The more effective the isolation of a building the more likely radon levels augment. Keeping things out is inversely related to keeping things in.
Residential radon exposure and risk of incident hematologic malignancies in the Cancer Prevention Study-II Nutrition Cohort
Dosimetric models show that radon, an established cause of lung cancer, delivers a non-negligible dose of alpha radiation to the bone marrow, as well as to lymphocytes in the tracheobronchial epithelium, and therefore could be related to risk of hematologic cancers. Studies of radon and hematologic cancer risk, however, have produced inconsistent results.
To date there is no published prospective, populationbased study of residential radon exposure and hematologic malignancy incidence.
We used data from the American Cancer Society Cancer Prevention Study-II Nutrition Cohort established in 1992, to examine the association between county-level residential radon exposure and risk of hematologic cancer.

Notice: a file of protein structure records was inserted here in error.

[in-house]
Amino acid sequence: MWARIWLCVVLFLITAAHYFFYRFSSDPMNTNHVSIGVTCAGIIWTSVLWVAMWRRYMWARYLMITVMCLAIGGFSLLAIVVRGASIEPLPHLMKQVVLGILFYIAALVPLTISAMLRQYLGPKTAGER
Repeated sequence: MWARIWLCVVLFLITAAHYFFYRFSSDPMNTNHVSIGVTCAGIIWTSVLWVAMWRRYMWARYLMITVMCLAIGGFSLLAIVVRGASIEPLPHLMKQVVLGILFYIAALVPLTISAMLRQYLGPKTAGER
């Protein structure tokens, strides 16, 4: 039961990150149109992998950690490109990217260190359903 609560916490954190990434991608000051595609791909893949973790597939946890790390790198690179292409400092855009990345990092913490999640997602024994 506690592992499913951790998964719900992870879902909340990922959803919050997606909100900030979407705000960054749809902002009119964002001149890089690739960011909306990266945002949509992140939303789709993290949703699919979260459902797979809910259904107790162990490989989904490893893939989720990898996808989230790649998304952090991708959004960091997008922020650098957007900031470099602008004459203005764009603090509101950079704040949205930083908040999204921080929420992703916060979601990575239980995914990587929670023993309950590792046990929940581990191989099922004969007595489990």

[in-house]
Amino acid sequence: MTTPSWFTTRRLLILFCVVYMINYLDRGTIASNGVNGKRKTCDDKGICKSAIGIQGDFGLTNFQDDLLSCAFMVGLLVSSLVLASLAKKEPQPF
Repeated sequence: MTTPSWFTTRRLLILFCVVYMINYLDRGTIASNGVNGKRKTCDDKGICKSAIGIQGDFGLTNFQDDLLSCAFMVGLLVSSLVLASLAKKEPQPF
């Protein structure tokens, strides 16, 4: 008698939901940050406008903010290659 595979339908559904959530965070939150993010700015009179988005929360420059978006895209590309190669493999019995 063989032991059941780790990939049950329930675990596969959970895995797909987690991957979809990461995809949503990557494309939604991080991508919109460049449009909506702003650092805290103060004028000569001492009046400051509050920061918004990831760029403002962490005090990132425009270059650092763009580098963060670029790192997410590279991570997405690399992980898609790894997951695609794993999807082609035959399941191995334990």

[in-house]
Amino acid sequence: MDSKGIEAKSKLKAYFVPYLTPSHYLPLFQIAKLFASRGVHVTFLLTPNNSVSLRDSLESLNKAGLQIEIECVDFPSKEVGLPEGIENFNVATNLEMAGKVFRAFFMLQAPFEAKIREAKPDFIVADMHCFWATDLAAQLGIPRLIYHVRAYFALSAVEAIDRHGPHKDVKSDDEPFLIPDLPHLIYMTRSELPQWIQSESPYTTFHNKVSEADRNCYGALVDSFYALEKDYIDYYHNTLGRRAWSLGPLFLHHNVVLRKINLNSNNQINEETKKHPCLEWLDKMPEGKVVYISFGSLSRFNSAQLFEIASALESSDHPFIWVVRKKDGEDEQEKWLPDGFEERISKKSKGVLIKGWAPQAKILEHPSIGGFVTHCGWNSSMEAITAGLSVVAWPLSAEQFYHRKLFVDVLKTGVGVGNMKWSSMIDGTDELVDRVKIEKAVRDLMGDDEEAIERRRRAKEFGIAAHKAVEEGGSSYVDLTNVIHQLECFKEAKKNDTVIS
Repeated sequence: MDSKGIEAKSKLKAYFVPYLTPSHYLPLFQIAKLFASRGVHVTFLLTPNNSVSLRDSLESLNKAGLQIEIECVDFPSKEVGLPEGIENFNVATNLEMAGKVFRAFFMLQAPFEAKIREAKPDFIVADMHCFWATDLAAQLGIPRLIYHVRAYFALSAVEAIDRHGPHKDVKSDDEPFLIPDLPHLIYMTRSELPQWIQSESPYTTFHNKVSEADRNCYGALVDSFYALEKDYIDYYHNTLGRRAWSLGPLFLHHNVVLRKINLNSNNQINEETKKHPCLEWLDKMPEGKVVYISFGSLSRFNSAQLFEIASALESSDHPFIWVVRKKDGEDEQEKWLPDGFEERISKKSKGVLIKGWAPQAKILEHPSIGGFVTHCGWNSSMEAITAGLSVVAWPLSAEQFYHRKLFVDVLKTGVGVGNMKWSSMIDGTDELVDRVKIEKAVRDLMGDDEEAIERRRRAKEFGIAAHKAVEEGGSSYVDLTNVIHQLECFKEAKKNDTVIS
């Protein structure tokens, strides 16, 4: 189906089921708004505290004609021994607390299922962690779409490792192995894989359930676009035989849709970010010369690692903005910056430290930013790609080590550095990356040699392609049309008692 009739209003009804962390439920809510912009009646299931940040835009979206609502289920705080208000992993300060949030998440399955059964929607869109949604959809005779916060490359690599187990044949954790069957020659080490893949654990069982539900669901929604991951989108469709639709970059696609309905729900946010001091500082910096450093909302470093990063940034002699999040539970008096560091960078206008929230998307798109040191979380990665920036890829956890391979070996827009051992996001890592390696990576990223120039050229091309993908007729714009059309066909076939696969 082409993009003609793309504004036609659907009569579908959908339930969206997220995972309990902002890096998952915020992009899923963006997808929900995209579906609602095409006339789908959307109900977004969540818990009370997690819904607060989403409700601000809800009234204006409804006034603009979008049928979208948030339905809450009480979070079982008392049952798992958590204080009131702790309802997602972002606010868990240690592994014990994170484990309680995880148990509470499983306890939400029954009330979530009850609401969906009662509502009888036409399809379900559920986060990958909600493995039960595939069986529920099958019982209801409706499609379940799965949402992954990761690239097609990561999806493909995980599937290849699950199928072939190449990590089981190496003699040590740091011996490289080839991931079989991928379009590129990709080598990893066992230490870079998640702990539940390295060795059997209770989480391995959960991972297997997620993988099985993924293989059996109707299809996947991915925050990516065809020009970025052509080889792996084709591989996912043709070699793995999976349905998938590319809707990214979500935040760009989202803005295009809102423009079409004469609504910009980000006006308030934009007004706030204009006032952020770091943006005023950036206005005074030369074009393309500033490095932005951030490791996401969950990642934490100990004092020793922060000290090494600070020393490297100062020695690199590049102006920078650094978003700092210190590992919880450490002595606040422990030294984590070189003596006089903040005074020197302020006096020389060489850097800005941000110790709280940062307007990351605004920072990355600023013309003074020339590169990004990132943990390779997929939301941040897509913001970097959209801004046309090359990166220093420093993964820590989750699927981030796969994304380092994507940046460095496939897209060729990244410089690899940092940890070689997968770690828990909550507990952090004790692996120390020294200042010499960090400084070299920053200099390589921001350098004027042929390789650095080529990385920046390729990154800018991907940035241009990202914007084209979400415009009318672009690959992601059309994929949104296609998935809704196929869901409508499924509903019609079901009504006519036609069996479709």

The analytic cohort included 140,652 participants (66,572 men, 74,080 women) among which 3019 incident hematologic cancer cases (1711 men, 1308 women) were identified during 19 years of follow-up. Cox proportional hazard regression was used to calculate multivariable-adjusted hazard ratios (HRs) and corresponding 95% confidence intervals (CIs) for radon exposure and hematologic cancer risk.
Women living in counties with the highest mean radon concentrations (4148 Bq/m3 ) had a statistically significant higher risk of hematologic cancer compared to those living in counties with the lowest (o74 Bq/m3 ) radon levels (HR¼1.63, 95% CI:1.23–2.18), and there was evidence of a dose-response relationship (HRcontinuous¼1.38, 95% CI:1.15–1.65 per 100 Bq/m3 ; p-trend¼0.001).
There was no association between county-level radon and hematologic cancer risk among men. The findings of this large, prospective study suggest residential radon may be a risk factor for lymphoid malignancies among women. Further study is needed to confirm these findings.